Fig. 2 presents the influence of posture and sex on chest wall motion variables. From seated to supine and from inclined to supine positions VRCp% was significantly reduced in both sexes, whereas from seated to the inclined position, we observed a reduction of VRCp% only in men. From the inclined to the supine position, women presented a greater reduction in VRCp% than men. Regarding VRCa%, a significant reduction was observed from seated to inclined as well as from seated to supine positions, in both sexes without other changes. The VAB% significantly increased with trunk horizontalization (from seated to inclined and to supine) in both sexes.

Figure 2.

Influence of posture and sex on chest wall motion.

Data are presented as mean values. Abbreviations: VRCp%, pulmonary rib cage percent contribution; VRCa%, abdominal rib cage percent contribution; VAB%, abdomen percent contribution. *, significant difference for men; **, significant difference for women; §, significant difference between sexes.

(0.15MB).

Besides the groups were significantly different for HAP score, there was no correlation between the physical activity level and most of the analyzed variables, except for VRCa% in the inclined position (r=0.294; p=0.028), VAB% in the supine position (r=−0.281; p=0.032), RR in the supine position (r=−0.285; p=0.032) and VE in the seated position (r=0.271; p=0.042), where significant correlations, however, weak, were observed.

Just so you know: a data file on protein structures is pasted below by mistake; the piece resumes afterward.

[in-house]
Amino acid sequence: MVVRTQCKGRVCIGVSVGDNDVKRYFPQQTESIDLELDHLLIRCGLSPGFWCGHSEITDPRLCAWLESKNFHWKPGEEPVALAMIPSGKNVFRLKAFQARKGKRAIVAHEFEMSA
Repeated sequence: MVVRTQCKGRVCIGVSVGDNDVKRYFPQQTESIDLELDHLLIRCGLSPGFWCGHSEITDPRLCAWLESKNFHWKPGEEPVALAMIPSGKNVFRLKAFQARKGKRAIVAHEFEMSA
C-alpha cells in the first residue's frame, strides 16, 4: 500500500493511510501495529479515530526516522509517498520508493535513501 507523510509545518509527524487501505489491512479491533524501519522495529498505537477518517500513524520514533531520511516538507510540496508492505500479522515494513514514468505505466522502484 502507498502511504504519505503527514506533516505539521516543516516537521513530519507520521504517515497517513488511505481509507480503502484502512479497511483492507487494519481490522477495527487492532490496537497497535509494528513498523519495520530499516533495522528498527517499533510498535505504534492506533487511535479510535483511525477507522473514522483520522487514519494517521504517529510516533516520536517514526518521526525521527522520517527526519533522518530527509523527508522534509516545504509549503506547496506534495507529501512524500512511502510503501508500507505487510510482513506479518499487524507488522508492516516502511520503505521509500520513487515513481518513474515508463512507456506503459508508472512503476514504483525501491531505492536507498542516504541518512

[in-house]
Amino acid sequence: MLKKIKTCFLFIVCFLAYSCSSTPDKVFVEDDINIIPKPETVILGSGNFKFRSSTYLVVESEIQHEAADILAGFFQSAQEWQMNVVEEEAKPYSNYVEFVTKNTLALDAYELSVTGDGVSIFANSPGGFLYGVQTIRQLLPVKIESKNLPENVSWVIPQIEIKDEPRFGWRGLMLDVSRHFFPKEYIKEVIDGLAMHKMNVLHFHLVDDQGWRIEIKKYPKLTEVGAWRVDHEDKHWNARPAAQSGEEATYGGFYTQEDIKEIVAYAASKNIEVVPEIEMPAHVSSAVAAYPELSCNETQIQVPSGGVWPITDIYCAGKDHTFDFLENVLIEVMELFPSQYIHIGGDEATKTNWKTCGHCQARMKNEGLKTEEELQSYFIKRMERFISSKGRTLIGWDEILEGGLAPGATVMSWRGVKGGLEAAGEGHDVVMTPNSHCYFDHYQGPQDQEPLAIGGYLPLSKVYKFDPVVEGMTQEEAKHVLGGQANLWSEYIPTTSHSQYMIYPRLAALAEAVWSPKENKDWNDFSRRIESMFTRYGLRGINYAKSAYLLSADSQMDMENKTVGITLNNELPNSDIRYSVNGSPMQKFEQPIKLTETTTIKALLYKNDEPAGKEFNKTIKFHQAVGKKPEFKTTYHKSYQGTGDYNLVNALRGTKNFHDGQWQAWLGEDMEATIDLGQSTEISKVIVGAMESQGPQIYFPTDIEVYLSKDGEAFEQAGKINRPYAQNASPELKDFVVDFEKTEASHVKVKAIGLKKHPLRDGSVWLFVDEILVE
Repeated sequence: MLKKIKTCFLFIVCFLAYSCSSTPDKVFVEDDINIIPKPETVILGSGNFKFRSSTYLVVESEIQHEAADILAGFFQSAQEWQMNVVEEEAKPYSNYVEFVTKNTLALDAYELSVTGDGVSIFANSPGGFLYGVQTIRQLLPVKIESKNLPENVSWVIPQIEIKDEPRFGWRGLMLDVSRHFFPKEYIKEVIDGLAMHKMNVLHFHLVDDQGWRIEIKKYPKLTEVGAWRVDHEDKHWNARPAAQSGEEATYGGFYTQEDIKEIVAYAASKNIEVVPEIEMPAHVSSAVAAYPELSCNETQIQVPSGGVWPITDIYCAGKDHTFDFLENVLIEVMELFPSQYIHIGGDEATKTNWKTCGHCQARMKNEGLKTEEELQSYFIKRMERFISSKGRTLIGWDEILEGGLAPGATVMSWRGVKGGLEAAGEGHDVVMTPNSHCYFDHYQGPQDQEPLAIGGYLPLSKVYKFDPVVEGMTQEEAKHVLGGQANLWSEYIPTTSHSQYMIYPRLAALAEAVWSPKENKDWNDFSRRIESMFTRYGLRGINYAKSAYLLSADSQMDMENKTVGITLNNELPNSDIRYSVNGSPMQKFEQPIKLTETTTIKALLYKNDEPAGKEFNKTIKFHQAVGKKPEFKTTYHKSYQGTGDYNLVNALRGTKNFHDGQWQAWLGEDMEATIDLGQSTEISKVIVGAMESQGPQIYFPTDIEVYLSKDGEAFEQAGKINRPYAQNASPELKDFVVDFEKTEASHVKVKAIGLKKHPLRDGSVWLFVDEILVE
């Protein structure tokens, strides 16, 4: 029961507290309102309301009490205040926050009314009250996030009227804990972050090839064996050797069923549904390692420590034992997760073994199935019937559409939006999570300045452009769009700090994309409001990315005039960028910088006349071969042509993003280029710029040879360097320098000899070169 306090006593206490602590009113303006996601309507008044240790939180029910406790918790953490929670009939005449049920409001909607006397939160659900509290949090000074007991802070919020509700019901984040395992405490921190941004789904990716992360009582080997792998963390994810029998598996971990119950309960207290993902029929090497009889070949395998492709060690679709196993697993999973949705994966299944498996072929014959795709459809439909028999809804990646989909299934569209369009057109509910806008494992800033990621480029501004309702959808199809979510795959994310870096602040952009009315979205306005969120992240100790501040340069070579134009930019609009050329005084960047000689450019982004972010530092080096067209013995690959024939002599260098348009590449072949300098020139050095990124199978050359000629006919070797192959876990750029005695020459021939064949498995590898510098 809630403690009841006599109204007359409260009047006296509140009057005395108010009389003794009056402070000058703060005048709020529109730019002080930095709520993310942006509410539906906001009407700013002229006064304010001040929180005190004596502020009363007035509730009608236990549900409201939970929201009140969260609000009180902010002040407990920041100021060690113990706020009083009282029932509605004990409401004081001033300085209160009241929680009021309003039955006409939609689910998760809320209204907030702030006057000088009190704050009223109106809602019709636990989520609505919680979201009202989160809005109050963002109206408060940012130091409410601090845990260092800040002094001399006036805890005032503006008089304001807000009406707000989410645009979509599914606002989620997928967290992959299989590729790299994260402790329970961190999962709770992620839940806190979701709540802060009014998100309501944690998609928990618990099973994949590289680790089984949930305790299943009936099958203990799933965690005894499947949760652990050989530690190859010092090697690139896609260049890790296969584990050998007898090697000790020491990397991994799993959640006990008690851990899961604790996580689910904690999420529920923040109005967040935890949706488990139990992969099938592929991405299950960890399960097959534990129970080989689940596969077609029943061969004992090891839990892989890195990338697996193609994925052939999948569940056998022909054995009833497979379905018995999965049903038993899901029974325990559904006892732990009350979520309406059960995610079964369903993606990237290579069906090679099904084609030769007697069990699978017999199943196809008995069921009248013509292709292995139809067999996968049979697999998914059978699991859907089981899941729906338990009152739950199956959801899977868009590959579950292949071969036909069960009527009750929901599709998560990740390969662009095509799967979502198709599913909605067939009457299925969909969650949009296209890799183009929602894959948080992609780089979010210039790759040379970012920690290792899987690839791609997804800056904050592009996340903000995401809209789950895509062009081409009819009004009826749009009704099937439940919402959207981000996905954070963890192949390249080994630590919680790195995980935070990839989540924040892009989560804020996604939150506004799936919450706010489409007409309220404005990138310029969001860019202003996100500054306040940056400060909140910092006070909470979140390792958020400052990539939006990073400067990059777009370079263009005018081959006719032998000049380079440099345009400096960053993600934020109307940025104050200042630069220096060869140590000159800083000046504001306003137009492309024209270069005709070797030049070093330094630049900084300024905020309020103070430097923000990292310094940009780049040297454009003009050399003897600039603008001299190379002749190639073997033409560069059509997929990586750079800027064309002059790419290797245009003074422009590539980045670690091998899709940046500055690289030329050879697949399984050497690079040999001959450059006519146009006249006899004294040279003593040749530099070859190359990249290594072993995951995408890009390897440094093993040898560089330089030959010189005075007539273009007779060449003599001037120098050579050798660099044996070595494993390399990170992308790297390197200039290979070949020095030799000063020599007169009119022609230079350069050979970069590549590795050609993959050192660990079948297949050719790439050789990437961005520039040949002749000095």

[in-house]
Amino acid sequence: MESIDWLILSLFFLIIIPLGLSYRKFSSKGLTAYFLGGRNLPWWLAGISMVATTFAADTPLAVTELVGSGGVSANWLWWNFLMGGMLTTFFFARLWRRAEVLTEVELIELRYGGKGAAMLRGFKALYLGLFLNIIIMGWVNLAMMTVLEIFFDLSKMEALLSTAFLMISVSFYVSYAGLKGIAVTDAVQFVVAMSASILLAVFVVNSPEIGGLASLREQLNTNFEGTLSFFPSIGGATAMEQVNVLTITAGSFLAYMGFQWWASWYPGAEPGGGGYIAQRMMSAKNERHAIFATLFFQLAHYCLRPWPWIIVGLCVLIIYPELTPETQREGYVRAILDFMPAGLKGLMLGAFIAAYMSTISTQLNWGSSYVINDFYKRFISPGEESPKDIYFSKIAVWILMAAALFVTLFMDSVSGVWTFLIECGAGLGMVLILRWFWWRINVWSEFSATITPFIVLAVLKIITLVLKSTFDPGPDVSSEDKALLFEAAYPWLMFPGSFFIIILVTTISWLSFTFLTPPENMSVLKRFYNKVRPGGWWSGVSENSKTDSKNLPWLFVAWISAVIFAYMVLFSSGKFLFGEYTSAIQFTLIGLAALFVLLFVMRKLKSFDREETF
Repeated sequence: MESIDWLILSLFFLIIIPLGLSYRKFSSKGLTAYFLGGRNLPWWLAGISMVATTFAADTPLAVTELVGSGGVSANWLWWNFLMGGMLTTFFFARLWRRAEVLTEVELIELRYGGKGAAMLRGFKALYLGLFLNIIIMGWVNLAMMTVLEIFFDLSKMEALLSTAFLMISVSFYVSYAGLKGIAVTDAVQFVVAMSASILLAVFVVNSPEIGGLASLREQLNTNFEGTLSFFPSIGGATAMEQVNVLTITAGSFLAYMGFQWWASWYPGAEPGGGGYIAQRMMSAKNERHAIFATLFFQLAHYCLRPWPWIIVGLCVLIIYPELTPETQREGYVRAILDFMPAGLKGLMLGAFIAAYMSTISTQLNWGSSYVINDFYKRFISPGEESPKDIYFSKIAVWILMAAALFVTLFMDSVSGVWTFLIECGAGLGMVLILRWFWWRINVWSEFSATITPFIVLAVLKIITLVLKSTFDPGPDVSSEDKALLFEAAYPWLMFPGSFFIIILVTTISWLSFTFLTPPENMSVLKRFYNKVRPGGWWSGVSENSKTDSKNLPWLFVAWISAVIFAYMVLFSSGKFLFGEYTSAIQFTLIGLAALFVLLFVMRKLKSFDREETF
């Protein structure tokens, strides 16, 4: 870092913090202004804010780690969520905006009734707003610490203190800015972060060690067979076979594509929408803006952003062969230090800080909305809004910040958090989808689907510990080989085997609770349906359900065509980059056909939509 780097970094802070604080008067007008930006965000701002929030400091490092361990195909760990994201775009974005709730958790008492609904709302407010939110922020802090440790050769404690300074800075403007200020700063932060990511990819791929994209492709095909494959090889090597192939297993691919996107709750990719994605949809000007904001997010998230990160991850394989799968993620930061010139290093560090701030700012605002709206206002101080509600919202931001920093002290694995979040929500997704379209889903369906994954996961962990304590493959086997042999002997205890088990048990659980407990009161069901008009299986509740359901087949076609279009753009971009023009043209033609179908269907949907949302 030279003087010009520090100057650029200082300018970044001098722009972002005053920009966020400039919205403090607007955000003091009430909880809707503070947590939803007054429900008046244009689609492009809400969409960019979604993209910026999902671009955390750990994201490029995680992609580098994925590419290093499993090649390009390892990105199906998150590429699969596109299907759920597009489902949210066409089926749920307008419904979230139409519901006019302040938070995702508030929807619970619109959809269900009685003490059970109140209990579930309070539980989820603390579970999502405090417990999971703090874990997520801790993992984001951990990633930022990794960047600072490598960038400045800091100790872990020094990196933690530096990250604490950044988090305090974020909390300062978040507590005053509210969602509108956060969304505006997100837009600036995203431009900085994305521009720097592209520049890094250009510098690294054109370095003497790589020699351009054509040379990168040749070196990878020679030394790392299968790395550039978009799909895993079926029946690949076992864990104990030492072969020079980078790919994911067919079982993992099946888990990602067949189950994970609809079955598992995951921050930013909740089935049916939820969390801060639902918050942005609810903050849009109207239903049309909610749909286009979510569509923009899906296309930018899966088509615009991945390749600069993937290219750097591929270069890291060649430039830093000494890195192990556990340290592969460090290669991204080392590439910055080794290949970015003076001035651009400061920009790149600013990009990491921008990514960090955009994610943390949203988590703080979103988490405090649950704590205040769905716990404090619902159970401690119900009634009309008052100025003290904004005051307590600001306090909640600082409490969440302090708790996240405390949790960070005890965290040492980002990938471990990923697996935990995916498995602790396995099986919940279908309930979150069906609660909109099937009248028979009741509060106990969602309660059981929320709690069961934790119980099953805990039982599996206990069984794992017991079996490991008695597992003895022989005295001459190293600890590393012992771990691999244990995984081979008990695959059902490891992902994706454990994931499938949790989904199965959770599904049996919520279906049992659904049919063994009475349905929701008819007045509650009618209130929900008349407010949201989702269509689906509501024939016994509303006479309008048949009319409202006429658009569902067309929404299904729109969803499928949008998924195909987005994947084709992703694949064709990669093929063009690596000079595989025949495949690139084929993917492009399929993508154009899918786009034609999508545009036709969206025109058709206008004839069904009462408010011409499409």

Influence of age

Table 3 presents the influence of age adjusted for sex and position, on breathing pattern and chest wall motion. Age significantly influenced VRCp%, VRCa%, VAB%, Veicw, and Veecw. Between 21 and 85 years, for each year of increase in age, we observed an average reduction of 0.20% in VRCp% and 0.08% in VRCa% which was associated with an increase of 0.29% in VAB%. With regard to the values for Veicw and Veecw, we observed an increase of 0.08% for each year of increase in age.

Table 3.

Models obtained by regression analysis for the influence of age on breathing pattern and chest wall motion variables.

Dependent variables  Independent variables  Coefficients  CI 95%  R2 partial  R2 model  p-value